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Who Is At Fault for a T Bone Accident In Coral Springs?

Who Is At Fault for a T Bone Accident In Coral Springs

Did you or a loved one have a T-bone accident in Coral Springs, Florida? We can help you determine who is at fault and therefore responsible for your injury and damages.

T-bone accidents, also called broadside, angle, or side-impact collisions, are among the deadliest types of car accidents. They often occur at high speed, usually because one driver fails to yield right of way or is driving dangerously.

What Is a T-Bone Accident?

T-bone accidents are technically part of angle collisions and occur when the front of one vehicle strikes the side of another vehicle. These types of accidents mostly happen at intersections, the key being that the two cars are traveling almost perpendicularly to each other.

Data from the Insurance Information Institute shows that angled collisions make up 18.2% of total fatal crashes. T-bone collisions are so deadly because there is very little metal and glass to protect the passengers, unlike head-on collisions where you have the engine bay and bonnet.

These accidents also tend to occur at high speed because one driver violated the right-of-way of another driver.

Determining Who Is at Fault in a T-Bone Accident

Liability for a T-bone accident is rarely straight-forward. Unless the other driver admits liability or were clearly at fault (such as running a red light), most drivers will claim that they had the right-of-way. They will say that the car just came from nowhere and cut in front of them.

The scene of the accident is the most important source of evidence when it comes to T-bone collisions. Evidence about road conditions, traffic lights, road markings, and statements by witnesses will be critical.

Determining T-bone accident fault isn’t about who T-boned whom. There are several circumstances and causes of T-bone accidents that help lawyers and insurance companies determine who is at fault in broadside collisions.

Failing to Yield the Right-Of-Way

If one vehicle had the right of way, the car that violated that right of way is always held at fault. Traffic rules, traffic lights, and the circumstances of the accidents will be used to determine who had the right of way at the time of the accident since it will usually be disputed by both parties.

Running a Stop Sign or Red Light

When one driver was supposed to stop and they didn’t, the two cars will be traveling almost perpendicularly to each other and cross paths. These kinds of accidents are especially deadly since the cars are likely traveling at high speeds.

The driver that had the stop sign or red light and failed to obey is almost always held at fault in a T-bone accident.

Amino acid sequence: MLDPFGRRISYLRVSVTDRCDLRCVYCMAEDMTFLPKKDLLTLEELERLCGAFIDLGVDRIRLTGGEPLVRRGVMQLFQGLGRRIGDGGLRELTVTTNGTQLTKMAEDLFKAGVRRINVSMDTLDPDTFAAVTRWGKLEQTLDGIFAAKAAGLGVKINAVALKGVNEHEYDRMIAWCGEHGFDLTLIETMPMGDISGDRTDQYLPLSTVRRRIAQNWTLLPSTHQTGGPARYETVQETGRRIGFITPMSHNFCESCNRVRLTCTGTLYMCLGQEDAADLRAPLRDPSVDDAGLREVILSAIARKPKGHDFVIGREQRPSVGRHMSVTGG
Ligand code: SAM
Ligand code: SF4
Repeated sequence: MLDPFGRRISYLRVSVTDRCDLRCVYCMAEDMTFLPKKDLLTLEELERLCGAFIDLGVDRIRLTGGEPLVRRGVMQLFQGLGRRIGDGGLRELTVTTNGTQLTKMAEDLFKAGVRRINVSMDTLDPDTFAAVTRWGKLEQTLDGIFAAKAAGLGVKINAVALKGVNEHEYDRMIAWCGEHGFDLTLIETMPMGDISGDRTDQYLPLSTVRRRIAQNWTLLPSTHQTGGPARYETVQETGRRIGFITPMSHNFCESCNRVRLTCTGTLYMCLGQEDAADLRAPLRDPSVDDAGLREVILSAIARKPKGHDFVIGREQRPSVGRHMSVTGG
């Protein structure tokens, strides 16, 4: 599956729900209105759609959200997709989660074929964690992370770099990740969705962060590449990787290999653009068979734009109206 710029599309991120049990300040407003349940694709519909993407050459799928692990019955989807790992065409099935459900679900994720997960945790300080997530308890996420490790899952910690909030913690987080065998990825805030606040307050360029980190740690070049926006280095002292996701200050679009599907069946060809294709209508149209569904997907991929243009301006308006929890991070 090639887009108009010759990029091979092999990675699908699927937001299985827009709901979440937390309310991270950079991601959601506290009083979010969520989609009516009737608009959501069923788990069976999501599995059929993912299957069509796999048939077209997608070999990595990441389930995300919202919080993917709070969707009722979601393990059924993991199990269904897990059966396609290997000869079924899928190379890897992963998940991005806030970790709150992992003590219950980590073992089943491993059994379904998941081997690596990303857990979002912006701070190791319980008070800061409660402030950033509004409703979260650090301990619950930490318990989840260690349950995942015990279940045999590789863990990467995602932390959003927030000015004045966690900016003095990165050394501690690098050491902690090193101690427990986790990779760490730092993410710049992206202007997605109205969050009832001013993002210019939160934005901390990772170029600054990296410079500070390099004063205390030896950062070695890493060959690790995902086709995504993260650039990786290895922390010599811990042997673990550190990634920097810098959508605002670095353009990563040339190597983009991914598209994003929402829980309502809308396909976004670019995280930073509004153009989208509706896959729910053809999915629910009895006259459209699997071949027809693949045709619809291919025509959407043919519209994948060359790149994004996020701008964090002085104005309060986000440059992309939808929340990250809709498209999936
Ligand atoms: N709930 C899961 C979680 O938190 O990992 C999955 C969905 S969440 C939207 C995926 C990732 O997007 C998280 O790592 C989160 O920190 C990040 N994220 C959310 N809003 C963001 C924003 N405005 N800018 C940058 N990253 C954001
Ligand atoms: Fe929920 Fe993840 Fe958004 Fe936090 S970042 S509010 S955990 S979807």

Driver Turning Left

The driver who was T-boned can also be liable for the accident. In an intersection, left turns are only allowed if:

  • The driver came to a complete stop and signaled before making the turn.
  • The driver checks oncoming traffic to make sure that the road is clear.
  • In most states, the driver shouldn’t enter into the right lane after turning.
  • There is no sign to prohibit the turn
  • The driver yields to bicyclists, pedestrians, and other vehicles.

In this case, the driver making a left turn will be fully or mostly responsible for the accident.

Filing a Claim for a T-Bone Accident

Florida is a no-fault car insurance state, which means that your own insurance should cover injuries and damages in the case of a car accident. That’s why minimum car insurance requirements include personal injury protection (PIP) and property damage liability (PDL).

However, personal insurance has its limits, especially in severe accidents such as T-bone accidents that can cause serious injuries. You can sue the other driver, insurer, or a third-party for pain and suffering caused by the accident.

However, your lawsuit has to meet certain minimum legal requirements, including the threshold for a “serious injury”. You also need sufficient evidence to prove that the other party was at fault because Florida recognizes pure comparative negligence.

Comparative Negligence

Comparative negligence means that the injured party can only collect damages proportional to the percentage of fault of the offending party. You need to prove that the other party was mostly or completely at fault for the accident.

How a Lawyer Can Help

When filing a claim for a T-bone accident in Coral Springs, Florida, you will need an experienced car accident lawyer. The attorney will help you to prove that your lawsuit meets the minimum threshold to step outside the no-fault system.

Secondly, you need an attorney to collect and present irrefutable evidence to help you win the case. That includes witness statements, expert witnesses, photographic and video evidence, and many more.

Third parties and their insurers will fight hard to disprove your claim or make sure you get awarded the least damages possible. If you or a loved one had a T-bone accident here in Coral Springs, call us for your free consultation and let’s get started.